The Sound of Music Story by Tom Santopietro (St. Martin’s Press, 2015) is a celebration and explanation of how a story about a “beguiling” novice becoming the stepmother to singing children became (or inspired), as the book claims “the most beloved film of all time.” It takes a true fan of The Sound of Music to be an eager reader of this book, and I am not surprised to find that I must not be alone, since this book covered the history of the real story and the history of the filming for those interested. I loved learning about the real Maria von Trapp, and the story of the actors, filming, directors, and so forth only helped me enjoy the movie all the more!Continue Reading
The world is so big, I can understand my son not understanding some concepts. I tried to explain the amount of snow that recently covered Buffalo, New York, and he just shook his head. How can he possibly understand the distance to the moon? The extent of the universe?
If by David J. Smith and illustrated by Steve Adams (Kids Can Press, August 2014) is a nonfiction picture book that tries to give kids perspective. By comparing huge concepts to concepts that a child understands, the author makes the things that we cannot quite comprehend a little bit more real. Continue Reading
I love history but given my busy schedule these days, I feel I have limited time to read. A 400+ page book about history just is not going to get read in a timely manner. A Young Adult book, however, is often just the thing I need!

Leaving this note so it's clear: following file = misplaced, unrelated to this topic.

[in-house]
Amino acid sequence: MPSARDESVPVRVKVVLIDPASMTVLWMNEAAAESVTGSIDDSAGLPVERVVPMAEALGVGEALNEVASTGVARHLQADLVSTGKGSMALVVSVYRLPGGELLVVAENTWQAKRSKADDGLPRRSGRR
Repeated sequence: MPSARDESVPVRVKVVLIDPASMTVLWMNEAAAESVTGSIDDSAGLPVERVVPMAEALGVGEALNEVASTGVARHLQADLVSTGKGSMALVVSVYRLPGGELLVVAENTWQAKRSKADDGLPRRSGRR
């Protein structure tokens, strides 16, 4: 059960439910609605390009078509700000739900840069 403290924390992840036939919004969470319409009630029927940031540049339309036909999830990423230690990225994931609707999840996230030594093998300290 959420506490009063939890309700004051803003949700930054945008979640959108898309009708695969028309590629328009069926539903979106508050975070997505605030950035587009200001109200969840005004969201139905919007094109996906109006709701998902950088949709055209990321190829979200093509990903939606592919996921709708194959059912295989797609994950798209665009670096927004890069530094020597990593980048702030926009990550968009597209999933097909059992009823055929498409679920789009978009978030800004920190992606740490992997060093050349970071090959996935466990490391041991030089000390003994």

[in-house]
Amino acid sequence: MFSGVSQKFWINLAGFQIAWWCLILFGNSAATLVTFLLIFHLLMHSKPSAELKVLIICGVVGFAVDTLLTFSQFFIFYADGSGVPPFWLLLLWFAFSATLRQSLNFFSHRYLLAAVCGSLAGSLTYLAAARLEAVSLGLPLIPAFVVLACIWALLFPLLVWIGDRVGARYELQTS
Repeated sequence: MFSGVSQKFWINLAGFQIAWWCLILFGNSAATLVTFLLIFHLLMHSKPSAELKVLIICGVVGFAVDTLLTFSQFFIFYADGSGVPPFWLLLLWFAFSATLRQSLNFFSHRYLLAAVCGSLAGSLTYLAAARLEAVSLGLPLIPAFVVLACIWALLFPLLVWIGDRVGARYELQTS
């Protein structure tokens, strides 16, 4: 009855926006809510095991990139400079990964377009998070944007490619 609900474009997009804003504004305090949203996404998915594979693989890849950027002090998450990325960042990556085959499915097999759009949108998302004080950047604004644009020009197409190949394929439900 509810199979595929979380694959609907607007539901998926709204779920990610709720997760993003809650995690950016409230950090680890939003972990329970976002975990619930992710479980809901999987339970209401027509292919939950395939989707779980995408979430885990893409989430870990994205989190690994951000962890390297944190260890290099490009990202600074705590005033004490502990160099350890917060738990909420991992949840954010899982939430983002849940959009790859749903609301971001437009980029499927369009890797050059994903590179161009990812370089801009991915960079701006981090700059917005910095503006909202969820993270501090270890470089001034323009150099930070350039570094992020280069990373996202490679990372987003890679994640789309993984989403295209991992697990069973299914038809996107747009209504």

Bomb by Steve Sheinkin (Roaring Brook Press, 2012) is just such a book. It reads like a fun novel, with spies and intrigue. The author does not shy away from the complexities of the people involved, and I love hearing the first hand accounts from the people involved. Continue Reading
Whatever Happened to the Metric System?: How America Kept Its Feet by John Bemelmans Marciano (Bloomsbury, August 5, 2014) is a glimpse into the complicated history behind the rise of the metric system, especially the impact of the metric system on America. Why is America the only country in the world who has not converted to a base-ten system of measurement? Why are Americans resistant to the fact?
Marciano’s text only tries to answer those questions in the final chapter. The rest of the book provides an historical overview of the metric situation, from it’s birth in revolutionary France to the current status quo as the dominant measurement system of the world.Continue Reading